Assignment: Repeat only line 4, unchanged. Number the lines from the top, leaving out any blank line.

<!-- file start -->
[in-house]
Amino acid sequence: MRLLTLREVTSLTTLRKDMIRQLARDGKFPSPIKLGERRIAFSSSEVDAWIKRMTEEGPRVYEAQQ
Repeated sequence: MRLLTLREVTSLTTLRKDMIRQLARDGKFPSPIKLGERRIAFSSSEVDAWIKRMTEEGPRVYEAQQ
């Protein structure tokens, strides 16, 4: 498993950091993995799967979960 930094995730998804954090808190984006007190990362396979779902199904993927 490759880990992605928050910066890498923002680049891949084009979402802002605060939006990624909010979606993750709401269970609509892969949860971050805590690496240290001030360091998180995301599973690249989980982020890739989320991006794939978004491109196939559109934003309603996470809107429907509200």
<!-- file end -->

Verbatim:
């Protein structure tokens, strides 16, 4: 498993950091993995799967979960 930094995730998804954090808190984006007190990362396979779902199904993927 490759880990992605928050910066890498923002680049891949084009979402802002605060939006990624909010979606993750709401269970609509892969949860971050805590690496240290001030360091998180995301599973690249989980982020890739989320991006794939978004491109196939559109934003309603996470809107429907509200």